When conversations such as this one are raised, many say that folk are being too “sensitive” and just need to get over it.

But Sue and his colleagues are building upon the works of African American psychiatrist Chester M. Pierce (who first coined the term racial micro-aggressions) and African American Stanford University psychology professor Dr. Claude Steele (who is known for, among other things, his groundbreaking work on stereotype threat) to explore and document how the societal normality of these “psychological slings and arrows” erode mental health, the quality of social experience, identity, and even job performance.

"It's a monumental task to get white people to realize that they are delivering micro-aggressions, because it's scary to them," Sue asserts. "It assails their self-image of being good, moral, decent human beings to realize that maybe at an unconscious level they have biased thoughts, attitudes and feelings that harm people of color."

Sue is developing a theory and classification system to describe and measure this slice of American life that is as old and familiar as our national apple pie. He first proposed a classification of racial micro-aggressions and how they manifest in clinical practice in the American Psychologist (Vol. 2, No. 4). The three types of current racial transgressions that he notes there are:

Micro-assaults: Intentional actions or slurs, such as using racial epithets, displaying swastikas or deliberately serving a white person before a person of color in a restaurant.

Micro-insults: Nonverbal communications that subtly convey rudeness and insensitivity and demean a person's racial heritage or identity. An example is an employee who asks a colleague of color how she got her job, implying she may have landed it through an affirmative action or quota system.

Micro-invalidations: Communications that subtly exclude, negate or nullify the thoughts, feelings or experiential reality of a person of color. For instance, white people often ask Asian-Americans where they were born, conveying the message that they are perpetual foreigners in their own land.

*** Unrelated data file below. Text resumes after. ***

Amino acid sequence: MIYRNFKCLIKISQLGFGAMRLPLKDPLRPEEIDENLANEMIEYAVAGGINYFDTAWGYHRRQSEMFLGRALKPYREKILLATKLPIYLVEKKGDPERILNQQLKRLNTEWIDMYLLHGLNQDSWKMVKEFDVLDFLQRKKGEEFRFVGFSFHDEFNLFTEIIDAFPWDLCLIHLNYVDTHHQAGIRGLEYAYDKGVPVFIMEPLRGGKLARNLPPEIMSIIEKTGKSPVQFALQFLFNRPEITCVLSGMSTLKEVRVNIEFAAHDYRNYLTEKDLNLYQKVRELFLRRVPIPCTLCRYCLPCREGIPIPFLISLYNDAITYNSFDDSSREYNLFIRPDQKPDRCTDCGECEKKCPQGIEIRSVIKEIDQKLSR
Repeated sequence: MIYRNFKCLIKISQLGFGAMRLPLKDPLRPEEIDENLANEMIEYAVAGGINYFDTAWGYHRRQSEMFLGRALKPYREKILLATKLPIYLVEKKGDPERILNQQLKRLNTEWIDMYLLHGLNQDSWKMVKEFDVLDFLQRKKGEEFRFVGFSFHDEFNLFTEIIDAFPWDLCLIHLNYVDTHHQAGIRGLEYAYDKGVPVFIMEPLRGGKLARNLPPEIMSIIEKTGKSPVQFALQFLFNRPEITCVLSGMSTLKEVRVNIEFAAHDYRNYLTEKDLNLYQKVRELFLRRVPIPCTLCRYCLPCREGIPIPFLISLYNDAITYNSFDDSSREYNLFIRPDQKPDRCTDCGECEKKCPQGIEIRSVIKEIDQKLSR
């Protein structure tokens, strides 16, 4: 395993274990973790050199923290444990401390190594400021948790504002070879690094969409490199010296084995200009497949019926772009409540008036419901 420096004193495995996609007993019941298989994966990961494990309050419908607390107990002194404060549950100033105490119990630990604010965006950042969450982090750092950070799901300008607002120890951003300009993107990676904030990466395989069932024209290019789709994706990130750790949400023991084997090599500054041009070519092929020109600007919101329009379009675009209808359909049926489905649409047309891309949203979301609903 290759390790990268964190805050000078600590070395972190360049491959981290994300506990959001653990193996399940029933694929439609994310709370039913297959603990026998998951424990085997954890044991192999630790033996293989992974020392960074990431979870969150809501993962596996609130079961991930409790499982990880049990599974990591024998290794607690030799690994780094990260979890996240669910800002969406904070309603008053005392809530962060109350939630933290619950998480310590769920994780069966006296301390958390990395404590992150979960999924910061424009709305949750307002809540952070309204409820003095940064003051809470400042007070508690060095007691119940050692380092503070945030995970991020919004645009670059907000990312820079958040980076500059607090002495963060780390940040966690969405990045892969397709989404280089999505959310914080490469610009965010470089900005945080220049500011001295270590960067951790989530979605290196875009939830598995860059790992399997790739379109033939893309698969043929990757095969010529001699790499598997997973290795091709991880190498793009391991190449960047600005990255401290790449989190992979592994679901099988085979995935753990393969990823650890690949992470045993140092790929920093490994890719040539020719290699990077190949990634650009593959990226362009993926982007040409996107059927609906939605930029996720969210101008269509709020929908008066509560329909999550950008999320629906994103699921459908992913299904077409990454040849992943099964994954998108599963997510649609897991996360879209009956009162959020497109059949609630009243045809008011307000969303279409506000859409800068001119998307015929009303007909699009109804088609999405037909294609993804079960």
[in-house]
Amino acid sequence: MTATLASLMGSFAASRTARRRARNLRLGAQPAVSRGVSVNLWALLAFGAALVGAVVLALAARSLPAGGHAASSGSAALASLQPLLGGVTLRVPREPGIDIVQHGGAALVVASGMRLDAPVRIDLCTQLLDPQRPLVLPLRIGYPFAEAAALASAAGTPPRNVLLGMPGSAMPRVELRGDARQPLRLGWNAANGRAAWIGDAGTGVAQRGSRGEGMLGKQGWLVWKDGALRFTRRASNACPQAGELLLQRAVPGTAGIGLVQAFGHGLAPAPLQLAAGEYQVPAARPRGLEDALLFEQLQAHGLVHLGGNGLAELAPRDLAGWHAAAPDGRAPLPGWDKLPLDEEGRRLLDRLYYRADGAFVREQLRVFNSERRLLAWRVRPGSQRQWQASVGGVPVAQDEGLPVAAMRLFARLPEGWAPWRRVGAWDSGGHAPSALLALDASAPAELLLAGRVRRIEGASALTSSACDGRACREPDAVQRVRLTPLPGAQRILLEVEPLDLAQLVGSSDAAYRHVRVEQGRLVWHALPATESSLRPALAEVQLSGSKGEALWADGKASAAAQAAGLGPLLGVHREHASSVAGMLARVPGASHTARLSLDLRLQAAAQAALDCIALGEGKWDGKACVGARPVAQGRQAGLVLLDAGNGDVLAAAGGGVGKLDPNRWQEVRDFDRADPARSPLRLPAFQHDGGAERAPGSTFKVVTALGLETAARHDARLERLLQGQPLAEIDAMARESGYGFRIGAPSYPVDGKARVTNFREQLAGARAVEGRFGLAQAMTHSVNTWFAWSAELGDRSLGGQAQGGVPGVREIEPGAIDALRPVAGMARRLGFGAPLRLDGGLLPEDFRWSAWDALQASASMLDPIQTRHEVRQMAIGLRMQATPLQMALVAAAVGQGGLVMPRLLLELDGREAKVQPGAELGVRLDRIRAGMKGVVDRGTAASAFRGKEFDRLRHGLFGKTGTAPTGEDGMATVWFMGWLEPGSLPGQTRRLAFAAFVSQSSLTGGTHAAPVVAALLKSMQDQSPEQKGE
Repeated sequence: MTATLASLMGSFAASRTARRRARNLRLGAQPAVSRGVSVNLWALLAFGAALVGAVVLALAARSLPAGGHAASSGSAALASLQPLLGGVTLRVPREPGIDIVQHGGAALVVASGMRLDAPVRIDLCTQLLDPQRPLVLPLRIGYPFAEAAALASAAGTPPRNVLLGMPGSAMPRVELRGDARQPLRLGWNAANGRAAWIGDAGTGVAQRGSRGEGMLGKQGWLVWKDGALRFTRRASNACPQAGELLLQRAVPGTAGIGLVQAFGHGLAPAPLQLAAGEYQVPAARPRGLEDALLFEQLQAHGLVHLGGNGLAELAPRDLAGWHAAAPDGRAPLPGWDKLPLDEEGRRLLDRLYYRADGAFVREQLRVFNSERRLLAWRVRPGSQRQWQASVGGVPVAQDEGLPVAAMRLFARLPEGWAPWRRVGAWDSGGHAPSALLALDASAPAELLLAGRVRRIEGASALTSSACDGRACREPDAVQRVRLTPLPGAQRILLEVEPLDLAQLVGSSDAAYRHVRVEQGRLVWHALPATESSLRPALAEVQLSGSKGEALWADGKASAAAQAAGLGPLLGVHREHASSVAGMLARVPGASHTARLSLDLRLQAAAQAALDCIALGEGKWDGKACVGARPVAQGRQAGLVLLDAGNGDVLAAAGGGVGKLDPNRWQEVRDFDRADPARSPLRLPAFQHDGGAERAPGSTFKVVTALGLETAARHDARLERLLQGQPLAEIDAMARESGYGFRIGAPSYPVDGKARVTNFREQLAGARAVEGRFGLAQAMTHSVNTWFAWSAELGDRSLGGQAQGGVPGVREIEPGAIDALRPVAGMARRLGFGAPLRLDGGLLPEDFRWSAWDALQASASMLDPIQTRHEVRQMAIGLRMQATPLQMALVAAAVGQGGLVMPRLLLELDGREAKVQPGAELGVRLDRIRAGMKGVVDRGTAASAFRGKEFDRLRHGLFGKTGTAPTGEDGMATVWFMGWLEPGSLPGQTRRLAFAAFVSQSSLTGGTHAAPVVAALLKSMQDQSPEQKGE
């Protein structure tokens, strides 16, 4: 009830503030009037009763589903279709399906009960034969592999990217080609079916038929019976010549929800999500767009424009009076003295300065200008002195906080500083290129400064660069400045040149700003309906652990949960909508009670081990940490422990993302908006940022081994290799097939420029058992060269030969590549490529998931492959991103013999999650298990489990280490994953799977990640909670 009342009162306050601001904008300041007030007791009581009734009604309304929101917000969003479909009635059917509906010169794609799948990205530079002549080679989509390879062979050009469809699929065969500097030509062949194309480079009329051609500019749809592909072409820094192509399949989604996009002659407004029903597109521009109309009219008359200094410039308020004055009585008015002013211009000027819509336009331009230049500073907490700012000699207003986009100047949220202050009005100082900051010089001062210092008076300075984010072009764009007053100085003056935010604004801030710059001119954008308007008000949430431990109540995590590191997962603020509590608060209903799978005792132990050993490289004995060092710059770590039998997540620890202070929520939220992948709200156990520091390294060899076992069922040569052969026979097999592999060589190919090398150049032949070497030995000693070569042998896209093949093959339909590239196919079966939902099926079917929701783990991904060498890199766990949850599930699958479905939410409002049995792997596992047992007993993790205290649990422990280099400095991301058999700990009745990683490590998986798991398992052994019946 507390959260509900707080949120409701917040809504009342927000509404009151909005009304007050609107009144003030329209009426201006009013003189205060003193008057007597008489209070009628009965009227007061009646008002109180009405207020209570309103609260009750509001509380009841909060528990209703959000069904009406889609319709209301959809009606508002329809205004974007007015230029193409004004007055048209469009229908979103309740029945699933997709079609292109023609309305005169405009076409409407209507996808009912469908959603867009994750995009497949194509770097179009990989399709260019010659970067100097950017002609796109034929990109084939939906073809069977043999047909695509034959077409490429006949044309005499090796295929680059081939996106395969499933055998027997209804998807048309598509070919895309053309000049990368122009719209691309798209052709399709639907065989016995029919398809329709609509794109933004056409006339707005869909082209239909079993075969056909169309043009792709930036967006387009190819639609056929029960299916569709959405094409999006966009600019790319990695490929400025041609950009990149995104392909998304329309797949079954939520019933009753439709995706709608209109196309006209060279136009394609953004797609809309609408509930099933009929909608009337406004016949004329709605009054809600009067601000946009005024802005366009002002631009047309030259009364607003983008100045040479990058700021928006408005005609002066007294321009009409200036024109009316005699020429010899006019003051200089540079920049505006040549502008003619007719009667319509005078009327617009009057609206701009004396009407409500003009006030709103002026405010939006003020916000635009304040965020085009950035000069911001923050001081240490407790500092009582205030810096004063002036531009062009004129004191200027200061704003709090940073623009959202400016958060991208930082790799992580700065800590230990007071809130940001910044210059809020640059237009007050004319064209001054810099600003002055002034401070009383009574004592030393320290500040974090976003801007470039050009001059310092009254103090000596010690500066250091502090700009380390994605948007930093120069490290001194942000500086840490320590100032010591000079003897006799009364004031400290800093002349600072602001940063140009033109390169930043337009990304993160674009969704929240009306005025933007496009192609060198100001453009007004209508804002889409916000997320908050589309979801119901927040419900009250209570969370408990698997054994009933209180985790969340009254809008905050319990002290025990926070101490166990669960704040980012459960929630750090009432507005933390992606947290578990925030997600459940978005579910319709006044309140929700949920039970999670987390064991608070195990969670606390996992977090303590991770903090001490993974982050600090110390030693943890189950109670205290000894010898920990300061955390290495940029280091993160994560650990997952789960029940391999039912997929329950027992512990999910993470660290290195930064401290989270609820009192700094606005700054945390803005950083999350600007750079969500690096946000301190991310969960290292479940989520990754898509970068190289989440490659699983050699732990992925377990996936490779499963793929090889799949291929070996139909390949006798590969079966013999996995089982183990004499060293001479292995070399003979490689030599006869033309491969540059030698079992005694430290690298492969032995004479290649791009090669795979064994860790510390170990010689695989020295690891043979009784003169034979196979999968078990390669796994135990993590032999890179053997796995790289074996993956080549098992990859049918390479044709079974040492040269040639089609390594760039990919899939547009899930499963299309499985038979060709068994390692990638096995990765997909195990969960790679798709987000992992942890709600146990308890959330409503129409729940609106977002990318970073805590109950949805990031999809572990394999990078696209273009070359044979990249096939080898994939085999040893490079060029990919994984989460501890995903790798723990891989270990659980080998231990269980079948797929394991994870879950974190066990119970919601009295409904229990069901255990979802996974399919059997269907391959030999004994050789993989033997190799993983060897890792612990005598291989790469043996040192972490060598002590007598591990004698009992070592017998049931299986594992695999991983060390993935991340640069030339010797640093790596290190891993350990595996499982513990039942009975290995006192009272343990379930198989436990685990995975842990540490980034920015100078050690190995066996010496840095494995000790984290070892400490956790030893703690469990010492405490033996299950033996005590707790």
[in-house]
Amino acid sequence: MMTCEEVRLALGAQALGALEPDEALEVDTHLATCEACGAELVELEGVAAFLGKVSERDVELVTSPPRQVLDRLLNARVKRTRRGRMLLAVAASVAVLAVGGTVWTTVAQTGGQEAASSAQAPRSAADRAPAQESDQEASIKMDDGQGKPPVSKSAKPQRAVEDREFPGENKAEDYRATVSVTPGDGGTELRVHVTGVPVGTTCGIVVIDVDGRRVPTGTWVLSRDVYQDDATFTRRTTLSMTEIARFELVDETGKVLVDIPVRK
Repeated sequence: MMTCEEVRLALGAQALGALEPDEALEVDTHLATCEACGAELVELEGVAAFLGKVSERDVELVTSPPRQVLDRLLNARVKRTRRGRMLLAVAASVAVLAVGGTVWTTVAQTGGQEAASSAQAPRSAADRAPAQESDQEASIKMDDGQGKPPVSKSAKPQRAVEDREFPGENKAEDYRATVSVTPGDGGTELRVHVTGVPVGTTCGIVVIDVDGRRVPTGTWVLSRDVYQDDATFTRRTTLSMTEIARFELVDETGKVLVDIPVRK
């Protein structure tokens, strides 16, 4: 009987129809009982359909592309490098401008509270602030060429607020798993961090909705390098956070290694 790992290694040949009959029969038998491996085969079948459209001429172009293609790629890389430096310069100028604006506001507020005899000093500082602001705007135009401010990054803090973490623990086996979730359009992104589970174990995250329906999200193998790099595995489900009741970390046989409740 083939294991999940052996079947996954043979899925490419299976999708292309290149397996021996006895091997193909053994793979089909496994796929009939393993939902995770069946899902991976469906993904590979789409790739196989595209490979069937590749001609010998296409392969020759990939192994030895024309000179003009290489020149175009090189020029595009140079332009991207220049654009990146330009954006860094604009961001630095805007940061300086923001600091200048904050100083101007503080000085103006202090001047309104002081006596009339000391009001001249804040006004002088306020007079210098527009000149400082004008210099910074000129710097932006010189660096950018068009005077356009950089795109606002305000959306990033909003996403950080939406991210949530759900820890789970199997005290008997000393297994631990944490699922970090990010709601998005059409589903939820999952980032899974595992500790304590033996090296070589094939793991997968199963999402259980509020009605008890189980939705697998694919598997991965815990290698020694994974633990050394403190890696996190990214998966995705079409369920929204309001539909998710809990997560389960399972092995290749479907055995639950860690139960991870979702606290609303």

Social psychologists Jack Dovidio of Yale University, and Samuel L. Gaertner, PhD, of the University of Delaware, have also conducted studies that established that many well-intentioned whites who consciously believe in and profess equality unconsciously act in a racist manner, particularly in ambiguous circumstances. This often unconscious pattern -- one that is not necessarily grounded in any white supremacist ideology but refers in part to the aversion of whites to being seen as engaging in racialized thinking -- especially given the conscious belief of these people in the adherence to racial equity principles (these are the people who will triumphantly crow or quietly beam that they “marched with Martin Luther King”; or that they have Black people in the family [“my son/daughter is married to a Black woman/man. . .”]; or that they have “given my life to the struggle”) -- is called “aversive racism."

Because whites very rarely-to-never are held accountable for incidents of aversive racism or micro-aggressions, and because the impact to people of color in the face of the same is that they are left dealing with the emotional baggage and confusion or social condemnation if they call a white person out on the behavior (as surfacing such behavior will lead to denials that such a thing took place, as well as the onus being turned on the person surfacing such behavior as being "the problem" while the micro-aggressive attacker is treated as the one being attacked), it is important to understand aversive racism, micro-aggressions, and the whole vocabulary. Surfacing and understanding these prevailing types of racialized manifestations in the 21st Century provides us all with education, protection, and a base of empowerment when it (inevitably) occurs.

Moving Forward,